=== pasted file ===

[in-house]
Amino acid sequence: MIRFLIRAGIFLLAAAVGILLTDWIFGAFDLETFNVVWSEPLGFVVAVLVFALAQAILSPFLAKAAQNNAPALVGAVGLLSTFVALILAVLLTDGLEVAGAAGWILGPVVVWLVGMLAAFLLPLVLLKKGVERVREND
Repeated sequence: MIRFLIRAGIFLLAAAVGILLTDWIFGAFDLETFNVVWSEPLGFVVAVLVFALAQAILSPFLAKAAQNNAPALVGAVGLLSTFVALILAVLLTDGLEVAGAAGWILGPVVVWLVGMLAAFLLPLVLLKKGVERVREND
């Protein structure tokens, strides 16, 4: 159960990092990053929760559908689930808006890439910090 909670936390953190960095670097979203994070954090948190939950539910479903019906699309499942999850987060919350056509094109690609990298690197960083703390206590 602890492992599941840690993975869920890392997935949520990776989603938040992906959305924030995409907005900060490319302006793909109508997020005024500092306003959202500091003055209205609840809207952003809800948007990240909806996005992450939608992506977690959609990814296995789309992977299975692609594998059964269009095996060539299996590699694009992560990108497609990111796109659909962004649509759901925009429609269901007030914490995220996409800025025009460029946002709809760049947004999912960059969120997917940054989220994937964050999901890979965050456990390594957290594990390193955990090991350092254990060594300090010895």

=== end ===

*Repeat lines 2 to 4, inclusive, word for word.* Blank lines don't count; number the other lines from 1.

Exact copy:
Amino acid sequence: MIRFLIRAGIFLLAAAVGILLTDWIFGAFDLETFNVVWSEPLGFVVAVLVFALAQAILSPFLAKAAQNNAPALVGAVGLLSTFVALILAVLLTDGLEVAGAAGWILGPVVVWLVGMLAAFLLPLVLLKKGVERVREND
Repeated sequence: MIRFLIRAGIFLLAAAVGILLTDWIFGAFDLETFNVVWSEPLGFVVAVLVFALAQAILSPFLAKAAQNNAPALVGAVGLLSTFVALILAVLLTDGLEVAGAAGWILGPVVVWLVGMLAAFLLPLVLLKKGVERVREND
């Protein structure tokens, strides 16, 4: 159960990092990053929760559908689930808006890439910090 909670936390953190960095670097979203994070954090948190939950539910479903019906699309499942999850987060919350056509094109690609990298690197960083703390206590 602890492992599941840690993975869920890392997935949520990776989603938040992906959305924030995409907005900060490319302006793909109508997020005024500092306003959202500091003055209205609840809207952003809800948007990240909806996005992450939608992506977690959609990814296995789309992977299975692609594998059964269009095996060539299996590699694009992560990108497609990111796109659909962004649509759901925009429609269901007030914490995220996409800025025009460029946002709809760049947004999912960059969120997917940054989220994937964050999901890979965050456990390594957290594990390193955990090991350092254990060594300090010895």